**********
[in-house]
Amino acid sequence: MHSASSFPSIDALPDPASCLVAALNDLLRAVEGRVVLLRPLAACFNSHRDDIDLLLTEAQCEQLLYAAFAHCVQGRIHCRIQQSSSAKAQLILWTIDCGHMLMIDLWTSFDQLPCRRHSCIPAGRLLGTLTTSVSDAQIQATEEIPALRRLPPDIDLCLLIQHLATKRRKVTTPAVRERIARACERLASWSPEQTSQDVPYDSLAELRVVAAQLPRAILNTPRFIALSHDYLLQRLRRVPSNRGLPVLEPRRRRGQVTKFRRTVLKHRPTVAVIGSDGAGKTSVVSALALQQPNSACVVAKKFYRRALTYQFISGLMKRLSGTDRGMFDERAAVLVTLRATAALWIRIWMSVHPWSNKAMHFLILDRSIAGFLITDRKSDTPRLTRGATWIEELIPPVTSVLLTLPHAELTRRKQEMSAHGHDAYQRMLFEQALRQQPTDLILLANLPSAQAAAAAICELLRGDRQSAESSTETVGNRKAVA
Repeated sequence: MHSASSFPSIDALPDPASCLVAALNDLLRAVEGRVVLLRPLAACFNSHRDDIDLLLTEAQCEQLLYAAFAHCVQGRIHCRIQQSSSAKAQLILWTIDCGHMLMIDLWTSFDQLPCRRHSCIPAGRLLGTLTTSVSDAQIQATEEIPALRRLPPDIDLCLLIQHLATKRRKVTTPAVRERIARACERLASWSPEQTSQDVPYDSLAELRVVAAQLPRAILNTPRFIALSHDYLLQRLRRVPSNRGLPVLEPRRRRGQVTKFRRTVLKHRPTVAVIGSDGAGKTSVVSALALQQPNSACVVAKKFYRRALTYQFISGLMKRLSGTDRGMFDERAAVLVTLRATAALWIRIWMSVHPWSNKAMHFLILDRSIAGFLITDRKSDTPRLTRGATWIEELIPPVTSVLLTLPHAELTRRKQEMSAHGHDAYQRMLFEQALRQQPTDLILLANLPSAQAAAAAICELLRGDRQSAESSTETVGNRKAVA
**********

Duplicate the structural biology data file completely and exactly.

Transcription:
[in-house]
Amino acid sequence: MHSASSFPSIDALPDPASCLVAALNDLLRAVEGRVVLLRPLAACFNSHRDDIDLLLTEAQCEQLLYAAFAHCVQGRIHCRIQQSSSAKAQLILWTIDCGHMLMIDLWTSFDQLPCRRHSCIPAGRLLGTLTTSVSDAQIQATEEIPALRRLPPDIDLCLLIQHLATKRRKVTTPAVRERIARACERLASWSPEQTSQDVPYDSLAELRVVAAQLPRAILNTPRFIALSHDYLLQRLRRVPSNRGLPVLEPRRRRGQVTKFRRTVLKHRPTVAVIGSDGAGKTSVVSALALQQPNSACVVAKKFYRRALTYQFISGLMKRLSGTDRGMFDERAAVLVTLRATAALWIRIWMSVHPWSNKAMHFLILDRSIAGFLITDRKSDTPRLTRGATWIEELIPPVTSVLLTLPHAELTRRKQEMSAHGHDAYQRMLFEQALRQQPTDLILLANLPSAQAAAAAICELLRGDRQSAESSTETVGNRKAVA
Repeated sequence: MHSASSFPSIDALPDPASCLVAALNDLLRAVEGRVVLLRPLAACFNSHRDDIDLLLTEAQCEQLLYAAFAHCVQGRIHCRIQQSSSAKAQLILWTIDCGHMLMIDLWTSFDQLPCRRHSCIPAGRLLGTLTTSVSDAQIQATEEIPALRRLPPDIDLCLLIQHLATKRRKVTTPAVRERIARACERLASWSPEQTSQDVPYDSLAELRVVAAQLPRAILNTPRFIALSHDYLLQRLRRVPSNRGLPVLEPRRRRGQVTKFRRTVLKHRPTVAVIGSDGAGKTSVVSALALQQPNSACVVAKKFYRRALTYQFISGLMKRLSGTDRGMFDERAAVLVTLRATAALWIRIWMSVHPWSNKAMHFLILDRSIAGFLITDRKSDTPRLTRGATWIEELIPPVTSVLLTLPHAELTRRKQEMSAHGHDAYQRMLFEQALRQQPTDLILLANLPSAQAAAAAICELLRGDRQSAESSTETVGNRKAVA